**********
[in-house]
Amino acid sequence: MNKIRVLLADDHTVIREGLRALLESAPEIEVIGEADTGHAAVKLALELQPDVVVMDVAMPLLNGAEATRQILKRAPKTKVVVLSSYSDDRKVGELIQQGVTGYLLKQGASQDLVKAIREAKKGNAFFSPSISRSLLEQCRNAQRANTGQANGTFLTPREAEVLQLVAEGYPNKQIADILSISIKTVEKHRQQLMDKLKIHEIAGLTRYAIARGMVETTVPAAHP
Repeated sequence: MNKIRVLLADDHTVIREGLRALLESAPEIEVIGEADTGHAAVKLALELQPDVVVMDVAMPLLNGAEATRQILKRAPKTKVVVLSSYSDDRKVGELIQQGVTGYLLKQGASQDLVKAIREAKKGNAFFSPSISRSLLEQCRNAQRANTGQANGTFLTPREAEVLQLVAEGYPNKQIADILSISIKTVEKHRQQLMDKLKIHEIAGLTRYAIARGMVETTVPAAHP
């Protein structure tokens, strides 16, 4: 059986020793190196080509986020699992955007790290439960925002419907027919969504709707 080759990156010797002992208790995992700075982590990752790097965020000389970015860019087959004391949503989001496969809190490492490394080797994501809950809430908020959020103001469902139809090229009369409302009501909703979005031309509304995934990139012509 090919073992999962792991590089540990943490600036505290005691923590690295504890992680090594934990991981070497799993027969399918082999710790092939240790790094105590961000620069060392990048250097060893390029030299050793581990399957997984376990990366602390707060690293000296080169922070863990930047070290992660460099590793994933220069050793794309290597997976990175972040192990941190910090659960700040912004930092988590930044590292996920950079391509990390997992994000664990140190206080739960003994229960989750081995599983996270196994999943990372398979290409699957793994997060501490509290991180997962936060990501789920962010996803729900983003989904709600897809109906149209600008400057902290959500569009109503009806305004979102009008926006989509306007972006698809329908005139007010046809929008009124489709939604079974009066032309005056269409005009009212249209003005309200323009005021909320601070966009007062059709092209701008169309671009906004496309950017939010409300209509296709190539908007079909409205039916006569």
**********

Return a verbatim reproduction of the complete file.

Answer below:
[in-house]
Amino acid sequence: MNKIRVLLADDHTVIREGLRALLESAPEIEVIGEADTGHAAVKLALELQPDVVVMDVAMPLLNGAEATRQILKRAPKTKVVVLSSYSDDRKVGELIQQGVTGYLLKQGASQDLVKAIREAKKGNAFFSPSISRSLLEQCRNAQRANTGQANGTFLTPREAEVLQLVAEGYPNKQIADILSISIKTVEKHRQQLMDKLKIHEIAGLTRYAIARGMVETTVPAAHP
Repeated sequence: MNKIRVLLADDHTVIREGLRALLESAPEIEVIGEADTGHAAVKLALELQPDVVVMDVAMPLLNGAEATRQILKRAPKTKVVVLSSYSDDRKVGELIQQGVTGYLLKQGASQDLVKAIREAKKGNAFFSPSISRSLLEQCRNAQRANTGQANGTFLTPREAEVLQLVAEGYPNKQIADILSISIKTVEKHRQQLMDKLKIHEIAGLTRYAIARGMVETTVPAAHP
């Protein structure tokens, strides 16, 4: 059986020793190196080509986020699992955007790290439960925002419907027919969504709707 080759990156010797002992208790995992700075982590990752790097965020000389970015860019087959004391949503989001496969809190490492490394080797994501809950809430908020959020103001469902139809090229009369409302009501909703979005031309509304995934990139012509 090919073992999962792991590089540990943490600036505290005691923590690295504890992680090594934990991981070497799993027969399918082999710790092939240790790094105590961000620069060392990048250097060893390029030299050793581990399957997984376990990366602390707060690293000296080169922070863990930047070290992660460099590793994933220069050793794309290597997976990175972040192990941190910090659960700040912004930092988590930044590292996920950079391509990390997992994000664990140190206080739960003994229960989750081995599983996270196994999943990372398979290409699957793994997060501490509290991180997962936060990501789920962010996803729900983003989904709600897809109906149209600008400057902290959500569009109503009806305004979102009008926006989509306007972006698809329908005139007010046809929008009124489709939604079974009066032309005056269409005009009212249209003005309200323009005021909320601070966009007062059709092209701008169309671009906004496309950017939010409300209509296709190539908007079909409205039916006569």